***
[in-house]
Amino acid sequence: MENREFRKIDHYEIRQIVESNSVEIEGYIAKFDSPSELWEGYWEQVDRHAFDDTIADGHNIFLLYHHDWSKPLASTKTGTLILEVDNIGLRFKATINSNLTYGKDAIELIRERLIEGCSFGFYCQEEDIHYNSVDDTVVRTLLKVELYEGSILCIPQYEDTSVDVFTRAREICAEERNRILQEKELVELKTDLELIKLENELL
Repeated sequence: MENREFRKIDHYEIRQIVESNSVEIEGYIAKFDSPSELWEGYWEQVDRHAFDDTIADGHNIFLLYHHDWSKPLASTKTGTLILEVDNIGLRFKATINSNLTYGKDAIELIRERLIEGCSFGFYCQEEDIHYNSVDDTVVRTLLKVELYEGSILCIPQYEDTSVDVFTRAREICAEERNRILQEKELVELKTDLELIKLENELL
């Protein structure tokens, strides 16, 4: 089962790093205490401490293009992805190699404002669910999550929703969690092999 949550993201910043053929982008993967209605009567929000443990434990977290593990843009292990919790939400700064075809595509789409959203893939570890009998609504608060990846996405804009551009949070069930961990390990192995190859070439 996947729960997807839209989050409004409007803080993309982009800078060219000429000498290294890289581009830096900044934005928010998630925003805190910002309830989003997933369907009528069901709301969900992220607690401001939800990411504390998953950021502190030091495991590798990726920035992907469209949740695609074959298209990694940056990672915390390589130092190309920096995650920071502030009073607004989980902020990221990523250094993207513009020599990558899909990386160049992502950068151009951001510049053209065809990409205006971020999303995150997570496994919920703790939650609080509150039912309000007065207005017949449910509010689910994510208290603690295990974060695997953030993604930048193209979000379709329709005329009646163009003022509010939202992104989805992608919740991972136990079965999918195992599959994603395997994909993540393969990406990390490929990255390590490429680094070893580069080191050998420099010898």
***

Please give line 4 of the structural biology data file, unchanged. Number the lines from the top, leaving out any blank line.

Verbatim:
């Protein structure tokens, strides 16, 4: 089962790093205490401490293009992805190699404002669910999550929703969690092999 949550993201910043053929982008993967209605009567929000443990434990977290593990843009292990919790939400700064075809595509789409959203893939570890009998609504608060990846996405804009551009949070069930961990390990192995190859070439 996947729960997807839209989050409004409007803080993309982009800078060219000429000498290294890289581009830096900044934005928010998630925003805190910002309830989003997933369907009528069901709301969900992220607690401001939800990411504390998953950021502190030091495991590798990726920035992907469209949740695609074959298209990694940056990672915390390589130092190309920096995650920071502030009073607004989980902020990221990523250094993207513009020599990558899909990386160049992502950068151009951001510049053209065809990409205006971020999303995150997570496994919920703790939650609080509150039912309000007065207005017949449910509010689910994510208290603690295990974060695997953030993604930048193209979000379709329709005329009646163009003022509010939202992104989805992608919740991972136990079965999918195992599959994603395997994909993540393969990406990390490929990255390590490429680094070893580069080191050998420099010898």